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Strategies for Overcoming Public Opposition to Development

Change represents uncertainty. No matter how bad the current land use condition is, the cruel reality is more comforting than the doomsday scenario that fearful opponents can conjure up.
In the public sector, opposition usually comes with the fear of making a bad decision. Bad decisions become a constant reminder of the lack of proper diligence that accompanied the review of the original request. It could end with dismissal.
In the private sector, opposition is generally rooted in worst-case visions that paint a troubling, if not a cataclysmic picture. Images of declining values, destroyed quality of life, hazardous fallout, environmental collapse, and visual pollution often accompany their stance. In some instances these propositions could be valid. But in most cases, the fear is largely ungrounded. The emphasis of overcoming opposition is in effect an exercise in anxiety mitigation, using factual, visual, and third party assurances to minimize or dispel the fear.
The process to deal with this threat must be customized for every challenge. No set approach guarantees results. The deliberation, the representation, and the methods will always vary, as the nature of the objective itself is always changing. Using a thoughtful, patient, and methodical approach should, however, improve the probability of success.The following outline suggests a checklist of considerations that could aid the applicant in the pursuit of approval, particularly in those forums filled with emotional as well as analytical arguments, which lie in waiting for the chance to object.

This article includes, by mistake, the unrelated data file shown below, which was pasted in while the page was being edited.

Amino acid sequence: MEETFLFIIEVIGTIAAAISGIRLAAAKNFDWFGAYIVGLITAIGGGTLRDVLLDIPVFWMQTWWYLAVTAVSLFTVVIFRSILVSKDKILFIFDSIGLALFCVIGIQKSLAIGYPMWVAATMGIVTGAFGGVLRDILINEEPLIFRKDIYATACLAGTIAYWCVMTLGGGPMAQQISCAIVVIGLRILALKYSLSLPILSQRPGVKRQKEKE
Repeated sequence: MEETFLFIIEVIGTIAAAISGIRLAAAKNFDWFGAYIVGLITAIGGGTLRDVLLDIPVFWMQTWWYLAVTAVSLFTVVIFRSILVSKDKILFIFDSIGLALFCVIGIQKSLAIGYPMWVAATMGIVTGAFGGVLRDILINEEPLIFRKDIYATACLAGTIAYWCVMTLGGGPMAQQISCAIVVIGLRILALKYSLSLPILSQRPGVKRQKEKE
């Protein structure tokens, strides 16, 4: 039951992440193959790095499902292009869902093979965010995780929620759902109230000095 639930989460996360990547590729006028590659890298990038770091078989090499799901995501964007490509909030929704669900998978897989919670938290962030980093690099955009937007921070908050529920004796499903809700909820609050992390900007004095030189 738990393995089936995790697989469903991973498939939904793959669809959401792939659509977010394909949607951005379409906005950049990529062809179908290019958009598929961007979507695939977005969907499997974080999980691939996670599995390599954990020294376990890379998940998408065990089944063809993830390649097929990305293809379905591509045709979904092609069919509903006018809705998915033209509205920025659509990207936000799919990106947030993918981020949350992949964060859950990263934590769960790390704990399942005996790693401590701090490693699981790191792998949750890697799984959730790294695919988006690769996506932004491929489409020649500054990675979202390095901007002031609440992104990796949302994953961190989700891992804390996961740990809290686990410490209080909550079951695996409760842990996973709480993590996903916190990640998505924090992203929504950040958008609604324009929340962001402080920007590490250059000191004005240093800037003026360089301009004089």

Consider the following checklist as a point of beginning when valuing the request and the process that will follow. Know the opposition.

  • Staff
  • Elected official
  • Public consultant
  • Neighboring property
  • Watchdog group
  • What are their known concerns?
  • Growth
  • Safety
  • Intensity
  • Environment
  • Traffic
  • Utility Infrastructure
  • Public facilities (Schools, Parks, etc.)
  • Visual pollution
  • Historic preservation What are the opposition’s political strengths? Are they currently well organized? What agencies maintain review authority and control? What is the agency mandate?

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